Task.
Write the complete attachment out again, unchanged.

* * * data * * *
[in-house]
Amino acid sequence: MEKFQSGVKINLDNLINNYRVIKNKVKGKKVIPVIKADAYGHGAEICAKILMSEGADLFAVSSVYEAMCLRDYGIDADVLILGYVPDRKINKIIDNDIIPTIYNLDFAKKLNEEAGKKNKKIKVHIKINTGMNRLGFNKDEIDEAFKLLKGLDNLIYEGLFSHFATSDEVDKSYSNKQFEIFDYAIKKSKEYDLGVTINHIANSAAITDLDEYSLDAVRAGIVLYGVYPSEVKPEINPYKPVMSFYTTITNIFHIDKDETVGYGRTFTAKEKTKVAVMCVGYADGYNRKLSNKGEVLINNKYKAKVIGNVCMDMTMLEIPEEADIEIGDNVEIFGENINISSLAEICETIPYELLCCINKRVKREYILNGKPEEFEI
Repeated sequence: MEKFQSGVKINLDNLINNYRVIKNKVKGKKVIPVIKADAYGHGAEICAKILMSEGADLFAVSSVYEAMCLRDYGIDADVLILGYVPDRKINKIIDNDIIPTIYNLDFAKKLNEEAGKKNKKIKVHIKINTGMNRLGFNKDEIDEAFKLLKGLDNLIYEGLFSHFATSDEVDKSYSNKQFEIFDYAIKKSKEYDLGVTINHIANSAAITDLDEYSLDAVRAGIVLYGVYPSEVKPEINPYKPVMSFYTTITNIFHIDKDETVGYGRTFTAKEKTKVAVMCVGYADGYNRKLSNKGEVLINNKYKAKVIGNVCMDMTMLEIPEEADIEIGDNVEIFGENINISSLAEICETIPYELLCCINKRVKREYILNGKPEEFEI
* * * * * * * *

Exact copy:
[in-house]
Amino acid sequence: MEKFQSGVKINLDNLINNYRVIKNKVKGKKVIPVIKADAYGHGAEICAKILMSEGADLFAVSSVYEAMCLRDYGIDADVLILGYVPDRKINKIIDNDIIPTIYNLDFAKKLNEEAGKKNKKIKVHIKINTGMNRLGFNKDEIDEAFKLLKGLDNLIYEGLFSHFATSDEVDKSYSNKQFEIFDYAIKKSKEYDLGVTINHIANSAAITDLDEYSLDAVRAGIVLYGVYPSEVKPEINPYKPVMSFYTTITNIFHIDKDETVGYGRTFTAKEKTKVAVMCVGYADGYNRKLSNKGEVLINNKYKAKVIGNVCMDMTMLEIPEEADIEIGDNVEIFGENINISSLAEICETIPYELLCCINKRVKREYILNGKPEEFEI
Repeated sequence: MEKFQSGVKINLDNLINNYRVIKNKVKGKKVIPVIKADAYGHGAEICAKILMSEGADLFAVSSVYEAMCLRDYGIDADVLILGYVPDRKINKIIDNDIIPTIYNLDFAKKLNEEAGKKNKKIKVHIKINTGMNRLGFNKDEIDEAFKLLKGLDNLIYEGLFSHFATSDEVDKSYSNKQFEIFDYAIKKSKEYDLGVTINHIANSAAITDLDEYSLDAVRAGIVLYGVYPSEVKPEINPYKPVMSFYTTITNIFHIDKDETVGYGRTFTAKEKTKVAVMCVGYADGYNRKLSNKGEVLINNKYKAKVIGNVCMDMTMLEIPEEADIEIGDNVEIFGENINISSLAEICETIPYELLCCINKRVKREYILNGKPEEFEI